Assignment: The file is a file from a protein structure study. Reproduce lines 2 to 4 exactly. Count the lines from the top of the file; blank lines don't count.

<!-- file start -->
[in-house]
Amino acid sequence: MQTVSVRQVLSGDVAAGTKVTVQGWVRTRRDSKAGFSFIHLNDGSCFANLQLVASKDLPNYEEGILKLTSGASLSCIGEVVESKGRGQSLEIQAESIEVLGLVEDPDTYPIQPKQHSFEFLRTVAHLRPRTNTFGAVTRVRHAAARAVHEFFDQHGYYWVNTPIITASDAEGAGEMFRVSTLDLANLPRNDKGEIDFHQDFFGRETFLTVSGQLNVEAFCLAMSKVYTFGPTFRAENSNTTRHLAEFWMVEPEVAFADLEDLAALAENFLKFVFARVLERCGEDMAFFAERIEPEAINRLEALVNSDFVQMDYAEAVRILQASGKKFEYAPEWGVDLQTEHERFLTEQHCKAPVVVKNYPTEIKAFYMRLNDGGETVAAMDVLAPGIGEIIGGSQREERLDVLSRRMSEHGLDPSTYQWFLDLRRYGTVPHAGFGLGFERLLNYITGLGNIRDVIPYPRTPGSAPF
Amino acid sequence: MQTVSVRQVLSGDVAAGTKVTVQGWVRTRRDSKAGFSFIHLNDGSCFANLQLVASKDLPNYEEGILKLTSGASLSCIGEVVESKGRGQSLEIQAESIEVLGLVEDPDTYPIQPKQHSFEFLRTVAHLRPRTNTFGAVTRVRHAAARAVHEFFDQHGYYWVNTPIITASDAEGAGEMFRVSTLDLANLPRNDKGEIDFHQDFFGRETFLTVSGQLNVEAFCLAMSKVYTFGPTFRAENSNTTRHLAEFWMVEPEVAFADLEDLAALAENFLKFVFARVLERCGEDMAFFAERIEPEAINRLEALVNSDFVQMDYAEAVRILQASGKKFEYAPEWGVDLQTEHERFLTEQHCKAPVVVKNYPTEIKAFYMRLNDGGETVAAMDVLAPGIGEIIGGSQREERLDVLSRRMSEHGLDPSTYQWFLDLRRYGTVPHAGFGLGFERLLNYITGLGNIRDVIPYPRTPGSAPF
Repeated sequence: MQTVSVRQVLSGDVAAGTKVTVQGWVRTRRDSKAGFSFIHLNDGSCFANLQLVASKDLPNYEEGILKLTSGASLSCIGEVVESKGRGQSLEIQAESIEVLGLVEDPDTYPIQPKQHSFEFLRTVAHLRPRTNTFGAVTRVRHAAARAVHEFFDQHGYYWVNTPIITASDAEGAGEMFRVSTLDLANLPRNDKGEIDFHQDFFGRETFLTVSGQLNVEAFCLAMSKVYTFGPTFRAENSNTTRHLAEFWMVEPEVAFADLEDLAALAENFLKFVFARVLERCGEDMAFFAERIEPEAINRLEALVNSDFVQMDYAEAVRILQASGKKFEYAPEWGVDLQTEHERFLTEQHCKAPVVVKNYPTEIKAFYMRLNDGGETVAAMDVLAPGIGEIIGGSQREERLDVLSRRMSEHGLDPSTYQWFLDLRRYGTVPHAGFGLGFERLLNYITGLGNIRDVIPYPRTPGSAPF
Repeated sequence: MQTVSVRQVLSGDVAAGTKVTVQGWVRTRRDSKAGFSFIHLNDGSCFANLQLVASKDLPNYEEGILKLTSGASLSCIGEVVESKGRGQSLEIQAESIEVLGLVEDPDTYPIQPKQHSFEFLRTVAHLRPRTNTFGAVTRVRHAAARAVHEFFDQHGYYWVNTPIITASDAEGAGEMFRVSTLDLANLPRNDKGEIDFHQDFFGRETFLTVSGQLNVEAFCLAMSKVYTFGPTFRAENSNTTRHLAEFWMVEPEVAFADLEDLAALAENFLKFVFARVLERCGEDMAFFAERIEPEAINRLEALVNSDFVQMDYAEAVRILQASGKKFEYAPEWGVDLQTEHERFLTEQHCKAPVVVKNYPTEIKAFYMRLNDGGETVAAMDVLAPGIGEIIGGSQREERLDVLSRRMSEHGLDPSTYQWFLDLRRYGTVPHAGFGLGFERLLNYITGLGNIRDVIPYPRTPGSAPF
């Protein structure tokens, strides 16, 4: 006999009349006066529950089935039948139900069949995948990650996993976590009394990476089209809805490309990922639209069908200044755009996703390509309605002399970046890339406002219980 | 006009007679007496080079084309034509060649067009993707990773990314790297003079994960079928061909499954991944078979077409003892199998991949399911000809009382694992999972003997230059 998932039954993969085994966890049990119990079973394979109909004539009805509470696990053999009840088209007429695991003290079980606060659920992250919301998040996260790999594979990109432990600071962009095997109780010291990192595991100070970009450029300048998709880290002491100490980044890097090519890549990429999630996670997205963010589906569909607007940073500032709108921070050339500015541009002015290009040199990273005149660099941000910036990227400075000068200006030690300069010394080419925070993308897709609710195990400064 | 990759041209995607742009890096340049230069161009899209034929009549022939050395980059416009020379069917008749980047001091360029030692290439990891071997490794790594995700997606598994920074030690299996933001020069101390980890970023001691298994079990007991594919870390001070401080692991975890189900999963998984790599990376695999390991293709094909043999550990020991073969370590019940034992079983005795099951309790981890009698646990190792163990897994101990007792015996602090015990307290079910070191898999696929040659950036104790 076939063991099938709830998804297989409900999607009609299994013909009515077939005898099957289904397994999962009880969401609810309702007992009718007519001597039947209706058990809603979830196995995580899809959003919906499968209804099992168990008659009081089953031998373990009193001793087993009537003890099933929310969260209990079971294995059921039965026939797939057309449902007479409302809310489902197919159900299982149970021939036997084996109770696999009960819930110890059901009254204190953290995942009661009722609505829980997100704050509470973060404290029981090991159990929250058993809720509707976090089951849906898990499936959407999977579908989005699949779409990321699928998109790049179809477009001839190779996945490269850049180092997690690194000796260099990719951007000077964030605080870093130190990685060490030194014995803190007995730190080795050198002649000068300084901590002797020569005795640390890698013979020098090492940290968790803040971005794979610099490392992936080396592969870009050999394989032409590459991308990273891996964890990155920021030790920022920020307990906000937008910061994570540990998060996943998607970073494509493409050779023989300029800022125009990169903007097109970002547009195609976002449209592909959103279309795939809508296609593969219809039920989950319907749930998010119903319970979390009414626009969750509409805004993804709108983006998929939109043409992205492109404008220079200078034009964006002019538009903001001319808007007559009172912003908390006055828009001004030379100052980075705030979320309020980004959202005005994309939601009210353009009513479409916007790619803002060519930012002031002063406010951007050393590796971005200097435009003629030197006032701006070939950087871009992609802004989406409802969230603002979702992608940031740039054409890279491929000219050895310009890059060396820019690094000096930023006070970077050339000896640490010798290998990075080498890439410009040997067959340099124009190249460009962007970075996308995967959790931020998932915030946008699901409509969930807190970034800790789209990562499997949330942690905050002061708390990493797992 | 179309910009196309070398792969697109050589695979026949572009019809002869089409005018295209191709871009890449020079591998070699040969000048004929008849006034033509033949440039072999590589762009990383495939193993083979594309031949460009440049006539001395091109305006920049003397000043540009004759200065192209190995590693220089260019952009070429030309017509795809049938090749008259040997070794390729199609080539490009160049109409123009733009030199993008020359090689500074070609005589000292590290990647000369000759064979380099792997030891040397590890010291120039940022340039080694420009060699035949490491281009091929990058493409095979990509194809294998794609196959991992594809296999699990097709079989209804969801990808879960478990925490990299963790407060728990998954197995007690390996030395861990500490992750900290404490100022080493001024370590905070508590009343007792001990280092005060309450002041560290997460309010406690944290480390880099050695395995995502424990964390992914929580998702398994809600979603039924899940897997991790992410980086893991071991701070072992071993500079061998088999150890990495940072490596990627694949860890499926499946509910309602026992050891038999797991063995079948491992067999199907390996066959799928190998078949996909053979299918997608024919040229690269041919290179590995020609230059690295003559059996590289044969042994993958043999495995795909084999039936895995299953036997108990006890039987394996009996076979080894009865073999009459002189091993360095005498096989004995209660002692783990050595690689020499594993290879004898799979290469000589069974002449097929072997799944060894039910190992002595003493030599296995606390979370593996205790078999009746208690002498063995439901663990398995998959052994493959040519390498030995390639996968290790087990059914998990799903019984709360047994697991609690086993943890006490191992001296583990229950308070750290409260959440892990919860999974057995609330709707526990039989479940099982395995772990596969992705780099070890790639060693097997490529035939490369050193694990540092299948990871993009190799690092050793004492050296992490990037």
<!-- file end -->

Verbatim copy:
Amino acid sequence: MQTVSVRQVLSGDVAAGTKVTVQGWVRTRRDSKAGFSFIHLNDGSCFANLQLVASKDLPNYEEGILKLTSGASLSCIGEVVESKGRGQSLEIQAESIEVLGLVEDPDTYPIQPKQHSFEFLRTVAHLRPRTNTFGAVTRVRHAAARAVHEFFDQHGYYWVNTPIITASDAEGAGEMFRVSTLDLANLPRNDKGEIDFHQDFFGRETFLTVSGQLNVEAFCLAMSKVYTFGPTFRAENSNTTRHLAEFWMVEPEVAFADLEDLAALAENFLKFVFARVLERCGEDMAFFAERIEPEAINRLEALVNSDFVQMDYAEAVRILQASGKKFEYAPEWGVDLQTEHERFLTEQHCKAPVVVKNYPTEIKAFYMRLNDGGETVAAMDVLAPGIGEIIGGSQREERLDVLSRRMSEHGLDPSTYQWFLDLRRYGTVPHAGFGLGFERLLNYITGLGNIRDVIPYPRTPGSAPF
Amino acid sequence: MQTVSVRQVLSGDVAAGTKVTVQGWVRTRRDSKAGFSFIHLNDGSCFANLQLVASKDLPNYEEGILKLTSGASLSCIGEVVESKGRGQSLEIQAESIEVLGLVEDPDTYPIQPKQHSFEFLRTVAHLRPRTNTFGAVTRVRHAAARAVHEFFDQHGYYWVNTPIITASDAEGAGEMFRVSTLDLANLPRNDKGEIDFHQDFFGRETFLTVSGQLNVEAFCLAMSKVYTFGPTFRAENSNTTRHLAEFWMVEPEVAFADLEDLAALAENFLKFVFARVLERCGEDMAFFAERIEPEAINRLEALVNSDFVQMDYAEAVRILQASGKKFEYAPEWGVDLQTEHERFLTEQHCKAPVVVKNYPTEIKAFYMRLNDGGETVAAMDVLAPGIGEIIGGSQREERLDVLSRRMSEHGLDPSTYQWFLDLRRYGTVPHAGFGLGFERLLNYITGLGNIRDVIPYPRTPGSAPF
Repeated sequence: MQTVSVRQVLSGDVAAGTKVTVQGWVRTRRDSKAGFSFIHLNDGSCFANLQLVASKDLPNYEEGILKLTSGASLSCIGEVVESKGRGQSLEIQAESIEVLGLVEDPDTYPIQPKQHSFEFLRTVAHLRPRTNTFGAVTRVRHAAARAVHEFFDQHGYYWVNTPIITASDAEGAGEMFRVSTLDLANLPRNDKGEIDFHQDFFGRETFLTVSGQLNVEAFCLAMSKVYTFGPTFRAENSNTTRHLAEFWMVEPEVAFADLEDLAALAENFLKFVFARVLERCGEDMAFFAERIEPEAINRLEALVNSDFVQMDYAEAVRILQASGKKFEYAPEWGVDLQTEHERFLTEQHCKAPVVVKNYPTEIKAFYMRLNDGGETVAAMDVLAPGIGEIIGGSQREERLDVLSRRMSEHGLDPSTYQWFLDLRRYGTVPHAGFGLGFERLLNYITGLGNIRDVIPYPRTPGSAPF